UPDATED CLARIFICATION: In Borough Park There Are Laws And Then There Are Laws

http://www.kingscountypolitics.com/in-borough-park-there-are-laws-and-then-there-are-laws/

You don’t need to be a Talmudic scholar to understand that the bigwigs at Borough Park yeshivas and nonprofits are raking in the big bucks while poverty-stricken Orthodox Jewish families are given the shaft.

And every Thursday afternoon before Shabbat when these bigwigs leave boxes of food on the doorsteps of impoverished Jews while they pick their pockets for yeshiva tuition, it doesn’t seem to live up to the highest form of Talmudic charity or tzedakah.

But that’s the way politics and economics goes in the Hasidic and Orthodox Jewish community. They take care of their own as long as the top get theres.

 
 

Which also helps explain why the neighborhood’s top yeshiva and non-profit bigwigs signed on to a full-page ad in the Jewish newspaper Hamodia wishing City Councilman David Greenfield a Mazel Tov (Good Luck) at his new gig heading the Met Council on Jewish Poverty and pledging support for his hand-picked successor, Kalman Yeger.

Considering how much taxpayer money some of these organizations received through Greenfield’s city council office coupled with the fear of losing financial support if they don’t support Yeger, signing on to the ad was the least they could do. Even if it does border on illegal for non-profits to be directly involved in campaign advertisements, particularly if they are getting government funding.

But the legality or lack thereof is besides the point. The message behind the ad is to let the community know that Yeger’s coronation to the city council is a done deal. That there’s no use in fighting the inevitable.

And for now, the ploy seems to be working. Yoni Hikind, a therapist by trade who works with some of the community’s most troubled youth including those with substance abuse issues, told KCP that he’s always wanted to follow in his father, Assemblymember Dov Hikind’s footsteps, to help people and do good things for the community.

“Running for office is something I’ve been considering for 36 years,” said Yoni, “but I have to take a look [at running for the city council seat] and see what’s involved.”

For two days, Yoni said he’d get back to KCP with a photo and more of his plans, but for now he hasn’t. Ditto for the Hikind family ally, Democratic District Leader David Schwartz, who some would like to see run, but who has ruled it out for now.

Real Estate attorney and Republican District Leader Nachman Caller is said to be looking at running, but surprisingly JPUpdatesPublisher Moshe Friedman called KCP saying he was Caller’s spokesperson, although sources say that he secretly supports Greenfield.

“The bottom line is there is no outrage over [Greenfield] handing someone the seat. Nobody wants to run. Maybe people think David Greenfield can deliver even more at the Met Council,” said Friedman.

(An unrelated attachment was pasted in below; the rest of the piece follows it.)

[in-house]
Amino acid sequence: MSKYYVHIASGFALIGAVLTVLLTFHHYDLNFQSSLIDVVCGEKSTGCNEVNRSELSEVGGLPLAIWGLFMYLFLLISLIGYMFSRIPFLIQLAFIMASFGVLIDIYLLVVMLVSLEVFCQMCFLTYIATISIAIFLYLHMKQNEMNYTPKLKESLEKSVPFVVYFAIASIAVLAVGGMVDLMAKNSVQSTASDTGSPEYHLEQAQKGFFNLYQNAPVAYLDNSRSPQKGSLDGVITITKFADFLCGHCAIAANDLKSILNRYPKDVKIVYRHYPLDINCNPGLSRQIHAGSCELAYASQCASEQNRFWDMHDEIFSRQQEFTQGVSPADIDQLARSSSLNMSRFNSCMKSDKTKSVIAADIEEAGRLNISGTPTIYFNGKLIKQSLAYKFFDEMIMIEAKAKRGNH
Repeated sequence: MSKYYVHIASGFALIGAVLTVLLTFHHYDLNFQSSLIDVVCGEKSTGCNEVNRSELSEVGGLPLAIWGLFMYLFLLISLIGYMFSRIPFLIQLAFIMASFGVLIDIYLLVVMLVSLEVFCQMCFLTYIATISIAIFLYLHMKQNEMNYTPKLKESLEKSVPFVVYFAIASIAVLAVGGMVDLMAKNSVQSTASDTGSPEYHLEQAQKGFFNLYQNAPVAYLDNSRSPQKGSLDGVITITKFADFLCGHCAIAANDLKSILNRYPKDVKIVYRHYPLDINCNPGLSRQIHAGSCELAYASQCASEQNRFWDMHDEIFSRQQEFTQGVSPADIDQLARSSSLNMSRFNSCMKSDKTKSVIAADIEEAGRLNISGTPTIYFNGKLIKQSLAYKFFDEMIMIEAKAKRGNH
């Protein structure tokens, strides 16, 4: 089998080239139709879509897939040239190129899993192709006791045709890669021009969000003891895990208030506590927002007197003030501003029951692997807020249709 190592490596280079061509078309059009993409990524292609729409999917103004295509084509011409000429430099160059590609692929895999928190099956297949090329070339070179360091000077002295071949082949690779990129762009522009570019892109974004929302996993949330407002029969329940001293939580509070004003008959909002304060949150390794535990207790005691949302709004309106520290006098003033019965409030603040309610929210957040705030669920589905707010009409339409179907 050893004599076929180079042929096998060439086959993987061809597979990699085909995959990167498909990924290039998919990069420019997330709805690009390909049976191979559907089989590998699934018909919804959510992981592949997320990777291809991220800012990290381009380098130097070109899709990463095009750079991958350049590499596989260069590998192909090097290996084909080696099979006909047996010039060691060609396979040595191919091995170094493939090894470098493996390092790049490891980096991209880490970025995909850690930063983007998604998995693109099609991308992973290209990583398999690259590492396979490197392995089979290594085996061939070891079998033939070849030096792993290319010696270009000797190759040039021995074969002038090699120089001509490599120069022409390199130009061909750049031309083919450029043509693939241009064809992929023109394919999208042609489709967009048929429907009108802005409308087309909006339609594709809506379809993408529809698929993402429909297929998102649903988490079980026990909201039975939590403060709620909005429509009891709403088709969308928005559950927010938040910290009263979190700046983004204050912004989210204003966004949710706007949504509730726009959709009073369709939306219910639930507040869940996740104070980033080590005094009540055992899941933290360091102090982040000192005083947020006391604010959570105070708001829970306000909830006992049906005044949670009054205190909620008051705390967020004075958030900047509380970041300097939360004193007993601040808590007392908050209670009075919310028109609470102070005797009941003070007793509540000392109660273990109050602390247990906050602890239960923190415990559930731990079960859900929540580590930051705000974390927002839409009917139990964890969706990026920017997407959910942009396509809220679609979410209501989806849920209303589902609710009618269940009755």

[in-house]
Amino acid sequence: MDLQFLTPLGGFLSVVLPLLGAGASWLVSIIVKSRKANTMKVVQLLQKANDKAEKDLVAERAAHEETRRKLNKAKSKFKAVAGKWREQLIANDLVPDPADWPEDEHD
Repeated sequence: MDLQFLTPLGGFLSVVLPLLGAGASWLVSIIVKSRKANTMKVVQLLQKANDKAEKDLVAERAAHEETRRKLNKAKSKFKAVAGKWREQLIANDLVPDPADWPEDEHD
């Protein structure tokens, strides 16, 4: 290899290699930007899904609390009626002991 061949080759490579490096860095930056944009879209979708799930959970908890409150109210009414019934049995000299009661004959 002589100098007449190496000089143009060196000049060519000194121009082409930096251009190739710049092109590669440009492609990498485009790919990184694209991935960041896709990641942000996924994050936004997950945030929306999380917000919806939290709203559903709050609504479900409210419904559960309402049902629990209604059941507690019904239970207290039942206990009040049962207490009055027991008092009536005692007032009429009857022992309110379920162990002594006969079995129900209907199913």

It’ still too early to know for sure where all this will lead, but one thing is for sure. When it comes to following the letter but not the spirit of the law, the powerful in the orthodox and Hasidic community of Borough Park have it down pat.

It leaves one wondering how they follow Talmudic laws.

Editor’s Clarification: The Hamodia ad was paid for by Yeger For City Council, and not the people listed on the ad. 

Alright already, I acknowledge I may or may not have taken a few angry cheap shots at Yeshivas and Kalman Yeger. That said, I’ve been in the journalism game long enough to know when you go down the rabbit hole of apologizing for something you’ve written it only makes matters worse. So I’ll own what I’ve written, lick my wounds and move on.

Regarding, Mr. Yeger, I personally believe it is always better to have a spirited campaign of ideas with at least two candidates, but if this is who Borough Park wants to represent them in the city council, so be it. I’ll put any anger I may or may not have aside, put on my most objective hat and henceforth judge Mr. Yeger on his merits.

Regarding the comments on this website as well as from people who personally called me that said or insinuated I am somehow anti-Semitic and/or endorse the Protocols of the Elders of Zion, you are even more off base than any comments made about Yeshivas and the leadership of Borough Park.

I went to cheder and was bar mitzvah at Skokie Central Traditional Congregagtion, an orthodox shul, which is still going strong. In Skokie, where I spent my entire childhood into early adulthood, we were always a tight-knit Jewish community. The intent of this column, as misguided as it may or may not have been, was to stand up for the poor Jews struggling to come up with tuition money. That’s a far cry from me writing or insinuating in any way that there is a grand conspiracy of my people, whom I love and support, to own the world. If these comments didn’t hurt so much they would be laughable. 

Stephen Witt